Caramelles are songs sung in the streets on Flowery Easter by groups of people (traditionally men, but nowadays we find men, women and children) who receive money from people in return.
According to the Christian liturgical calendar, after the forty days of abstinence and recollection of Lent comes Easter, which the meaning of it is the joy of the resurrection of Jesus Christ. However, the agricultural and livestock cycle interprets the joy of Easter as the arrival of flowers on fruit trees, that is, the arrival of spring, and hence the expression of Flowery Easter.
It is this exaltation of the jewel, whether religious or profane, that is translated into the songs performed in the squares and streets by many groups of singers on Sunday and Monday Easter and which are known as Caramelles.
In Sant Julià de Lòria they take place on the Sunday following Easter Sunday. Coral Rocafort is the sociocultural entity responsible of maintaining this tradition.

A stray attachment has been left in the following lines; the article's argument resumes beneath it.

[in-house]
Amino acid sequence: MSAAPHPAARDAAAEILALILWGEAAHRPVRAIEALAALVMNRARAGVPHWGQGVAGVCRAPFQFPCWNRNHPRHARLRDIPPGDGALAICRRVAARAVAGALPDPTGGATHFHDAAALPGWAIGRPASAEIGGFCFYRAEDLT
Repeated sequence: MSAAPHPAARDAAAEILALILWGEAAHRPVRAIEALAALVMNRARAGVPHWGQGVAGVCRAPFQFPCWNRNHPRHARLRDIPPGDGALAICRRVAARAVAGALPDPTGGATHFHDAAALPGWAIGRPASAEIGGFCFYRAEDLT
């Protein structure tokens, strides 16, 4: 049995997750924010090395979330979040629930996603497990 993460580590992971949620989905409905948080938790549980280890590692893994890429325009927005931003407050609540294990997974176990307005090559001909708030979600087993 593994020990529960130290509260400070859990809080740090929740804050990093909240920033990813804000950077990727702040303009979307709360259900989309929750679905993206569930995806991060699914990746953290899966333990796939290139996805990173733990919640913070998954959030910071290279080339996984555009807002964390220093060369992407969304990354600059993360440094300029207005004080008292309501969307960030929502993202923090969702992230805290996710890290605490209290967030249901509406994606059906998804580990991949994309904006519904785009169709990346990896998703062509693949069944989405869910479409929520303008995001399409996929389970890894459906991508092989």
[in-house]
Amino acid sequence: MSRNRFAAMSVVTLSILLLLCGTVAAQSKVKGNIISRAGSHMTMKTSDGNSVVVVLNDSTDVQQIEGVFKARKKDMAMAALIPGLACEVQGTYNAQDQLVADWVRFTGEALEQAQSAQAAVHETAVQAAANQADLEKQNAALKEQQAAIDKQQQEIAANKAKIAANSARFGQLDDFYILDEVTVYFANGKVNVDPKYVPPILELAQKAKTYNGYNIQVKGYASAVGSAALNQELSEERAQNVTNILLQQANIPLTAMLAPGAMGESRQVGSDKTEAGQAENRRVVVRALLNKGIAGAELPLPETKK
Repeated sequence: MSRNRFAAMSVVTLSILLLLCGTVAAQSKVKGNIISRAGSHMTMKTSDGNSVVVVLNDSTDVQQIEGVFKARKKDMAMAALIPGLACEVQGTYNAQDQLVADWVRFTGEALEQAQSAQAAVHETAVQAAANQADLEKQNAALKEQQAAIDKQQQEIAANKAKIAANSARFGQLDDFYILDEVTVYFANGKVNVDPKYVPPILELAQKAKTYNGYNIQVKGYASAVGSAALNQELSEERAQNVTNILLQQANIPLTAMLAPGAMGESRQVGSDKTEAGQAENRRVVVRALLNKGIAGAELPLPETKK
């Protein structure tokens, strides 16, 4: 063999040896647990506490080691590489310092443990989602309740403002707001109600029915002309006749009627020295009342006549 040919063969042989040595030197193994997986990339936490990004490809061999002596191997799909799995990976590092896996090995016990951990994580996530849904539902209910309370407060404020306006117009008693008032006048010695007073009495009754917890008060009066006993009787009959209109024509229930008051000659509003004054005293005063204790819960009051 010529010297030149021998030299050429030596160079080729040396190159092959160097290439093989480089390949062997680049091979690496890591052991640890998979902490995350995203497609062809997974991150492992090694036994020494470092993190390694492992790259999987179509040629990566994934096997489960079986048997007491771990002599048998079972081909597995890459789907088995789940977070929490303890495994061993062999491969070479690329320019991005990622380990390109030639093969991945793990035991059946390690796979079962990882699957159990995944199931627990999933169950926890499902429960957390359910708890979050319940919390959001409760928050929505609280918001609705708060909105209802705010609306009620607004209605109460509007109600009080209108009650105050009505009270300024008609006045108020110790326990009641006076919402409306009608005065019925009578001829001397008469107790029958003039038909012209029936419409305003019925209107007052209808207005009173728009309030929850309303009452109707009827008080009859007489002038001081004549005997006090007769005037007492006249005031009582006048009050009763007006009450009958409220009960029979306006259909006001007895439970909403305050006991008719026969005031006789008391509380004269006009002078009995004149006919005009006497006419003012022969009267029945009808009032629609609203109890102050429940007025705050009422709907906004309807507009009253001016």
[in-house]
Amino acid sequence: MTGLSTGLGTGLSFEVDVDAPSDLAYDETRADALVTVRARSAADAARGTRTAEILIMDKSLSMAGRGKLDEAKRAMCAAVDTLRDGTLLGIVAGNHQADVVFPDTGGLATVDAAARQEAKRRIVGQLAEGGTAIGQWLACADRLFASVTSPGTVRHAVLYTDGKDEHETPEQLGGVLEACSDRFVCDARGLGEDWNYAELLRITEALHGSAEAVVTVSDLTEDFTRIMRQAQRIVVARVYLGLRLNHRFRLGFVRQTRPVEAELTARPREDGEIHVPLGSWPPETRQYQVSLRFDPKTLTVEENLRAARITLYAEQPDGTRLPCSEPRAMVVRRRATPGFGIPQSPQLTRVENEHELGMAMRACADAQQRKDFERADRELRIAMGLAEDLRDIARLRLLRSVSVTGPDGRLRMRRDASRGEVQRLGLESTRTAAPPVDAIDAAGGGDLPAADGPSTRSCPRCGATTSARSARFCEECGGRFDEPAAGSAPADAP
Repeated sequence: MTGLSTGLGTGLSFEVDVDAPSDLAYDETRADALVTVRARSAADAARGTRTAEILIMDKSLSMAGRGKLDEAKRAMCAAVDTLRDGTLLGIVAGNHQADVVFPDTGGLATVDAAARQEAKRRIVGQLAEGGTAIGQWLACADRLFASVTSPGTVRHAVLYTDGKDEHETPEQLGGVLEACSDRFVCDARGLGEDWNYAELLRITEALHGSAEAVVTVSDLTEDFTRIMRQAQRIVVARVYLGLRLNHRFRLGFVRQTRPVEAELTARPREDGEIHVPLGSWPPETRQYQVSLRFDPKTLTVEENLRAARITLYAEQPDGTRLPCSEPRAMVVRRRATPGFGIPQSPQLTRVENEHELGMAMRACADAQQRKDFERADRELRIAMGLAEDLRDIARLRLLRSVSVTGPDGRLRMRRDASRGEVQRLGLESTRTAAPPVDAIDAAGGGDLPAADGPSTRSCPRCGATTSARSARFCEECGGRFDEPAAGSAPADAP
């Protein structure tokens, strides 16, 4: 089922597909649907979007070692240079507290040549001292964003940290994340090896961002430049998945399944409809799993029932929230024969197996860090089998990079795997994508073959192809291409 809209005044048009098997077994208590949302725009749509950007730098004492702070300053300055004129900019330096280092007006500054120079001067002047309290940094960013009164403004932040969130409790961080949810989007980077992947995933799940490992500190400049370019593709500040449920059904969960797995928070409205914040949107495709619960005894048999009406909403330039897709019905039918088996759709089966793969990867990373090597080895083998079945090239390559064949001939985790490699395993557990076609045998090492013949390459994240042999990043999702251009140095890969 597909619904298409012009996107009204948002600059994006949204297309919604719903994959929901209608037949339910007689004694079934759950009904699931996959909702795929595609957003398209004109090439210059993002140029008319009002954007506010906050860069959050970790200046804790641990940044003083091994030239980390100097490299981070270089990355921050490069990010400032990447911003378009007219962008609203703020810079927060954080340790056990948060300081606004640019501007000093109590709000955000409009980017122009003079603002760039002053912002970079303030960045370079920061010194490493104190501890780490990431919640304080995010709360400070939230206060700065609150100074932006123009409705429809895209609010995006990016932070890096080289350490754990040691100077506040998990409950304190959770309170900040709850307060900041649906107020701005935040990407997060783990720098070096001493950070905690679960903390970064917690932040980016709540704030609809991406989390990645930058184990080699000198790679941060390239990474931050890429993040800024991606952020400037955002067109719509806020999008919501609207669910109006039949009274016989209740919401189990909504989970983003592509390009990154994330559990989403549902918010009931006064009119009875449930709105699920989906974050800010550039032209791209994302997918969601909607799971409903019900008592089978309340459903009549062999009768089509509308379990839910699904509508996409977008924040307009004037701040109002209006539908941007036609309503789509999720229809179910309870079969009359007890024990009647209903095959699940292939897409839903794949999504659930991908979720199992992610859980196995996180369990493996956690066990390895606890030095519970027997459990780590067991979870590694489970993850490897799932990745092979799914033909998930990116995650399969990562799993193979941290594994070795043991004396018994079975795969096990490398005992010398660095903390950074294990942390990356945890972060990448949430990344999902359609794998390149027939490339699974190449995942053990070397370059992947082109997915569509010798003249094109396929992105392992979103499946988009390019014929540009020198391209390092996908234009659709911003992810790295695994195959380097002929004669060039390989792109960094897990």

Caramelles groups roam the village streets, stopping under balconies or in squares, singing songs and collecting donations from people, some money or some food like cake or traditional sausages or a taste of wine.
With a basket, those who are on a flat foot, or with the perxa, a long stick at the end of which hangs a basket adorned with coloured ribbons, for the balconies. With the fundraiser, today symbolic, a popular lunch is organized with all the singers.